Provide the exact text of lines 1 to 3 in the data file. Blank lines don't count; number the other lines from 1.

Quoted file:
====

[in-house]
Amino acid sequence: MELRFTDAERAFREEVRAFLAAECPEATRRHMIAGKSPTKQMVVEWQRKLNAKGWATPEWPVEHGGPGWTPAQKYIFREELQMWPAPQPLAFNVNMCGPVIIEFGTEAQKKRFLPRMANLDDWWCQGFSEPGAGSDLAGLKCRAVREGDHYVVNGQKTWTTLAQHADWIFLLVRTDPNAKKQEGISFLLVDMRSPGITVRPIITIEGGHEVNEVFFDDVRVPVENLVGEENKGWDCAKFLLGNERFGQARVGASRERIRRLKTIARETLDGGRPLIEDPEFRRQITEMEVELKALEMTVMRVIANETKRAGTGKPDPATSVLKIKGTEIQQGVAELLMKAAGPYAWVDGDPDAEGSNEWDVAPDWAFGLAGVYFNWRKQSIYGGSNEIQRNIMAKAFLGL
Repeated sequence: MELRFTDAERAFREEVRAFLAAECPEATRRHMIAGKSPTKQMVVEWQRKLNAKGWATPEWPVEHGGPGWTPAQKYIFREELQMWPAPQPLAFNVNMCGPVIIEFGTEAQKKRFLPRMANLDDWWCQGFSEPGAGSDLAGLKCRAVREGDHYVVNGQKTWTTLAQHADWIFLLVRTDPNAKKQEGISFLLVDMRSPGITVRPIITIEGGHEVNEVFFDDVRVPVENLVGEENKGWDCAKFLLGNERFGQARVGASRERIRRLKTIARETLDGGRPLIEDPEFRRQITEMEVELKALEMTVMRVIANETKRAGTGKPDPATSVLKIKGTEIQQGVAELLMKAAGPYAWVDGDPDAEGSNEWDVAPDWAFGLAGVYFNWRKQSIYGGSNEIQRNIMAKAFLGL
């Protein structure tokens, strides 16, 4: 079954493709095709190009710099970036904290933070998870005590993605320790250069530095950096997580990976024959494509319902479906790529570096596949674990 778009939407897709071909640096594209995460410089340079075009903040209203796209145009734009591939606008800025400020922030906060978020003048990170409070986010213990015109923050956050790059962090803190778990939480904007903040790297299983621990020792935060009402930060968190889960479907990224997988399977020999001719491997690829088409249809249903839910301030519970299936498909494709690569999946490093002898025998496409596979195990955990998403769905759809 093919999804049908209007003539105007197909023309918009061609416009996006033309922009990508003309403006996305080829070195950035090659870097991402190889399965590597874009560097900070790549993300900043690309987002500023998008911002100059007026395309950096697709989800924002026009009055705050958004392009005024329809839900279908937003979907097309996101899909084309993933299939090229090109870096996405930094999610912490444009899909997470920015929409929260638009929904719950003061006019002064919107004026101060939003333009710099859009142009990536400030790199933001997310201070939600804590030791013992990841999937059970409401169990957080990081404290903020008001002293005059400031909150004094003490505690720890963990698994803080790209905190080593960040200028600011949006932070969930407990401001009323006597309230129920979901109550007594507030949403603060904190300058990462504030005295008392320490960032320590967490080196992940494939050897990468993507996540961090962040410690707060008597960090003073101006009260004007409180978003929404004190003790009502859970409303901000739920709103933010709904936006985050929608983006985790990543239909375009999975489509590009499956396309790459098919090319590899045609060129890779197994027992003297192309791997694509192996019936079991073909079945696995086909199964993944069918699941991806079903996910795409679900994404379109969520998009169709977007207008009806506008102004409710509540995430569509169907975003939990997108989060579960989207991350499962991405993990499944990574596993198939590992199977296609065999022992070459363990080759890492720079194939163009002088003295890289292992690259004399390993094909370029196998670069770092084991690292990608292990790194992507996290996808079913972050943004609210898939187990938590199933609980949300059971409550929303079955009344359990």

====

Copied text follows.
[in-house]
Amino acid sequence: MELRFTDAERAFREEVRAFLAAECPEATRRHMIAGKSPTKQMVVEWQRKLNAKGWATPEWPVEHGGPGWTPAQKYIFREELQMWPAPQPLAFNVNMCGPVIIEFGTEAQKKRFLPRMANLDDWWCQGFSEPGAGSDLAGLKCRAVREGDHYVVNGQKTWTTLAQHADWIFLLVRTDPNAKKQEGISFLLVDMRSPGITVRPIITIEGGHEVNEVFFDDVRVPVENLVGEENKGWDCAKFLLGNERFGQARVGASRERIRRLKTIARETLDGGRPLIEDPEFRRQITEMEVELKALEMTVMRVIANETKRAGTGKPDPATSVLKIKGTEIQQGVAELLMKAAGPYAWVDGDPDAEGSNEWDVAPDWAFGLAGVYFNWRKQSIYGGSNEIQRNIMAKAFLGL
Repeated sequence: MELRFTDAERAFREEVRAFLAAECPEATRRHMIAGKSPTKQMVVEWQRKLNAKGWATPEWPVEHGGPGWTPAQKYIFREELQMWPAPQPLAFNVNMCGPVIIEFGTEAQKKRFLPRMANLDDWWCQGFSEPGAGSDLAGLKCRAVREGDHYVVNGQKTWTTLAQHADWIFLLVRTDPNAKKQEGISFLLVDMRSPGITVRPIITIEGGHEVNEVFFDDVRVPVENLVGEENKGWDCAKFLLGNERFGQARVGASRERIRRLKTIARETLDGGRPLIEDPEFRRQITEMEVELKALEMTVMRVIANETKRAGTGKPDPATSVLKIKGTEIQQGVAELLMKAAGPYAWVDGDPDAEGSNEWDVAPDWAFGLAGVYFNWRKQSIYGGSNEIQRNIMAKAFLGL